Osteoporosis, defined as a “disease” in which the bones become porous and weak, occurs (so we learn) predominantly in women following menopause. But why are postmenopausal women at greater risk? Why does not every postmenopausal woman develop it? Why do some suffer more bone loss than others? Why is in one case the spine affected in another the hip or the shoulder? German New Medicine, discovered in 1981 by German internist Dr. med. Ryke Geerd Hamer, offers us sound scientific answers to these questions.
A bit of background information: Dr. Hamer explains disease as a synchronous interaction between the psyche, the brain and the organ. He discovered that every disease is set off by an experience that catches us completely off guard. He called this unexpected conflict shock a DHS (Dirk Hamer Syndrome), in honor of his son Dirk whose sudden tragic death initiated Dr. Hamer's own cancer. According to German New Medicine, every so-called disease has two phases. During the first, conflict active phase, we feel mentally stressed, we have cold extremities, little appetite, and suffer from sleep disturbances. If we resolve the conflict we enter the resolution or healing phase, as Dr. Hamer likes to call it. This is the period in which the psyche, the brain and the corresponding organ undergo the phase of recovery, an often difficult process with fatigue, fever, inflammations, infections, and pain.
In German New Medicine, the brain (the actual brain matter) is of fundamental importance. Dr. Hamer found that at the very moment we suffer a DHS, the conflict shock impacts a specific area in the brain leaving a mark (a lesion) that is clearly visible on a brain scan. Since each relay in our brain is connected to a particular organ, the tissue that is controlled by the affected brain area responds by developing a tumor, an ulcer, a necrosis, or a functional disturbance. Whether the organ responds to a conflict shock with a growth or a tissue loss depends on the layer of the brain that is affected. By taking into account our knowledge of the evolution of man, Dr. Hamer further discovered that in the course of several million years of evolution each brain layer was programmed with certain biological responses that ensured the survival of the species. For example: if a mammal or a human experiences a sudden death fright, the lung alveoli cells immediately multiply to provide more air intake so that the crisis can be endured. We commonly call that lung cancer. Since every human being is born with these age-old programs, German New Medicine refers to them as “Significant Biological Special Programs of Nature” (SBS), in clear opposition to the term “disease” which implies a dis-order of the organism and a malfunction of nature.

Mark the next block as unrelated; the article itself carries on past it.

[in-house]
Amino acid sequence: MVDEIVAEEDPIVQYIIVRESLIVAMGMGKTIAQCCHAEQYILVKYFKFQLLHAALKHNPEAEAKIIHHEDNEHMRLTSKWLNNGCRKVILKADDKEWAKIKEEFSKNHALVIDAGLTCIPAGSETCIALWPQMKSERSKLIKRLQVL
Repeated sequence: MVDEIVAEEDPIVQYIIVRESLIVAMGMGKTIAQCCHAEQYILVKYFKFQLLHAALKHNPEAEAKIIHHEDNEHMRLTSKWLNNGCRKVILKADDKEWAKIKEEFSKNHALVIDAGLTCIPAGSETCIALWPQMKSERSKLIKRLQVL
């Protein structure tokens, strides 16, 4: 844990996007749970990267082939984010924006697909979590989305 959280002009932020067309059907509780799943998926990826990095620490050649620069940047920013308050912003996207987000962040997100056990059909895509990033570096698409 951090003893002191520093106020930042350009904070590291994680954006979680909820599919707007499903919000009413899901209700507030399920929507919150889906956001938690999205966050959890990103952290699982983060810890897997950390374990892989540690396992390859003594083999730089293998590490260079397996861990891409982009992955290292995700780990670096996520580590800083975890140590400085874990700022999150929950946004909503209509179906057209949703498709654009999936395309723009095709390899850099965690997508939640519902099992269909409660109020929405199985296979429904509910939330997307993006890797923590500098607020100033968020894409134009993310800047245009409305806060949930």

By systematically analyzing thousands of brain CTs of osteoporosis patients, Dr. Hamer established that the bone tissue is always affected when a person experiences a sudden breach of self-esteem. Such a “self-devaluation conflict” can be triggered by an unfair remark, by being put down, by failing at work, in sports or in school or when we feel unsupported. Illness, aging or the transition to retirement provide infinite situations that can trigger a loss of self-confidence. The location always depends on the specific kind of self-devaluation. If we feel devalued as a whole, the entire back will be affected. If we feel devalued below the waist (often a partner problem) the hips will suffer the consequences. A loss of self-respect as in “I am a bad partner” will affect the right shoulder, assuming the person is right-handed. Since the brain plays such an integral part in German New Medicine, laterality is a decisive factor for assessing the situation.